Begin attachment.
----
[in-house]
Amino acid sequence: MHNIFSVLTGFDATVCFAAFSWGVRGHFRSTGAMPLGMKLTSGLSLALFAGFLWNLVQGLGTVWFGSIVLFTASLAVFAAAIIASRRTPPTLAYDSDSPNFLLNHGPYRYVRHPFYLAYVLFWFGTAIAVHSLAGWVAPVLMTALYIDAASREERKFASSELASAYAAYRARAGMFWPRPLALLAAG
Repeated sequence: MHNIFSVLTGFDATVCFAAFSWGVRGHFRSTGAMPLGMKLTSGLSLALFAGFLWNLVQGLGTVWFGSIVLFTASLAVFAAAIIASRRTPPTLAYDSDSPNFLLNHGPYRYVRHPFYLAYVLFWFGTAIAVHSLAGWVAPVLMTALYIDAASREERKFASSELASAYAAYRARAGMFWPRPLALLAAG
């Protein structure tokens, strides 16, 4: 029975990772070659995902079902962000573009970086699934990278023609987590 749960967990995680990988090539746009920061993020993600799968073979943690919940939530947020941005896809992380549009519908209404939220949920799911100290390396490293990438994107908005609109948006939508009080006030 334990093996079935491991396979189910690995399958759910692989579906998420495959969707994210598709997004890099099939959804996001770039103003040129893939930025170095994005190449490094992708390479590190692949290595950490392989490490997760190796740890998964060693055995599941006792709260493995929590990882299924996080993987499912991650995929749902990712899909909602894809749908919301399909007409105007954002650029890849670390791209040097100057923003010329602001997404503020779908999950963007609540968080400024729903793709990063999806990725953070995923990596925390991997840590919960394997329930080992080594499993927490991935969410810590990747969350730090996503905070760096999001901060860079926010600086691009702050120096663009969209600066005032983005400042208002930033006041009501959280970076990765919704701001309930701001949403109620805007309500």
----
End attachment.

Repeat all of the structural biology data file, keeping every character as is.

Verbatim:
[in-house]
Amino acid sequence: MHNIFSVLTGFDATVCFAAFSWGVRGHFRSTGAMPLGMKLTSGLSLALFAGFLWNLVQGLGTVWFGSIVLFTASLAVFAAAIIASRRTPPTLAYDSDSPNFLLNHGPYRYVRHPFYLAYVLFWFGTAIAVHSLAGWVAPVLMTALYIDAASREERKFASSELASAYAAYRARAGMFWPRPLALLAAG
Repeated sequence: MHNIFSVLTGFDATVCFAAFSWGVRGHFRSTGAMPLGMKLTSGLSLALFAGFLWNLVQGLGTVWFGSIVLFTASLAVFAAAIIASRRTPPTLAYDSDSPNFLLNHGPYRYVRHPFYLAYVLFWFGTAIAVHSLAGWVAPVLMTALYIDAASREERKFASSELASAYAAYRARAGMFWPRPLALLAAG
């Protein structure tokens, strides 16, 4: 029975990772070659995902079902962000573009970086699934990278023609987590 749960967990995680990988090539746009920061993020993600799968073979943690919940939530947020941005896809992380549009519908209404939220949920799911100290390396490293990438994107908005609109948006939508009080006030 334990093996079935491991396979189910690995399958759910692989579906998420495959969707994210598709997004890099099939959804996001770039103003040129893939930025170095994005190449490094992708390479590190692949290595950490392989490490997760190796740890998964060693055995599941006792709260493995929590990882299924996080993987499912991650995929749902990712899909909602894809749908919301399909007409105007954002650029890849670390791209040097100057923003010329602001997404503020779908999950963007609540968080400024729903793709990063999806990725953070995923990596925390991997840590919960394997329930080992080594499993927490991935969410810590990747969350730090996503905070760096999001901060860079926010600086691009702050120096663009969209600066005032983005400042208002930033006041009501959280970076990765919704701001309930701001949403109620805007309500």